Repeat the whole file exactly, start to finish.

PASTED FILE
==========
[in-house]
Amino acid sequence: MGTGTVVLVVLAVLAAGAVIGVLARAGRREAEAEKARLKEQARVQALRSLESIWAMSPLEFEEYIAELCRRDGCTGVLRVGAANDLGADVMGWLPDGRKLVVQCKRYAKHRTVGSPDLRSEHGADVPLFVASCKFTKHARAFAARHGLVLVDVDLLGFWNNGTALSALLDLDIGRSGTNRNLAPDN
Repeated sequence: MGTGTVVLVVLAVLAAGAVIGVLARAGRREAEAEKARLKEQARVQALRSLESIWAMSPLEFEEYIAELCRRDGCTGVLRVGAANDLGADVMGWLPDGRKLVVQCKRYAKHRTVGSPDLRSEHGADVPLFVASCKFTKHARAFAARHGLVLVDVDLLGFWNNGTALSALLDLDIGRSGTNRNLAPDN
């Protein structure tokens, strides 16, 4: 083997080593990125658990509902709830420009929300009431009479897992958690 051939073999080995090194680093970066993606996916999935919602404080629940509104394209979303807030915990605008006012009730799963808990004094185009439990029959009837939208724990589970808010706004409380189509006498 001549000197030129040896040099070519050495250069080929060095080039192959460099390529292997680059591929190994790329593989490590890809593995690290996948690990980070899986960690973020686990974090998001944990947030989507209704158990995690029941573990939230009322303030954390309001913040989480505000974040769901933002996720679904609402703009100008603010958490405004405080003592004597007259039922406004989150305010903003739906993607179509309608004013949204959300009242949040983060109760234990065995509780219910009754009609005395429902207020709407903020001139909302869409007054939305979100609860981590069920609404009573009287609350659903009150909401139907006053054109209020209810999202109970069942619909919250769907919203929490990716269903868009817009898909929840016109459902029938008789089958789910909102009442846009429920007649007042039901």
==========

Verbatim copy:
[in-house]
Amino acid sequence: MGTGTVVLVVLAVLAAGAVIGVLARAGRREAEAEKARLKEQARVQALRSLESIWAMSPLEFEEYIAELCRRDGCTGVLRVGAANDLGADVMGWLPDGRKLVVQCKRYAKHRTVGSPDLRSEHGADVPLFVASCKFTKHARAFAARHGLVLVDVDLLGFWNNGTALSALLDLDIGRSGTNRNLAPDN
Repeated sequence: MGTGTVVLVVLAVLAAGAVIGVLARAGRREAEAEKARLKEQARVQALRSLESIWAMSPLEFEEYIAELCRRDGCTGVLRVGAANDLGADVMGWLPDGRKLVVQCKRYAKHRTVGSPDLRSEHGADVPLFVASCKFTKHARAFAARHGLVLVDVDLLGFWNNGTALSALLDLDIGRSGTNRNLAPDN
């Protein structure tokens, strides 16, 4: 083997080593990125658990509902709830420009929300009431009479897992958690 051939073999080995090194680093970066993606996916999935919602404080629940509104394209979303807030915990605008006012009730799963808990004094185009439990029959009837939208724990589970808010706004409380189509006498 001549000197030129040896040099070519050495250069080929060095080039192959460099390529292997680059591929190994790329593989490590890809593995690290996948690990980070899986960690973020686990974090998001944990947030989507209704158990995690029941573990939230009322303030954390309001913040989480505000974040769901933002996720679904609402703009100008603010958490405004405080003592004597007259039922406004989150305010903003739906993607179509309608004013949204959300009242949040983060109760234990065995509780219910009754009609005395429902207020709407903020001139909302869409007054939305979100609860981590069920609404009573009287609350659903009150909401139907006053054109209020209810999202109970069942619909919250769907919203929490990716269903868009817009898909929840016109459902029938008789089958789910909102009442846009429920007649007042039901």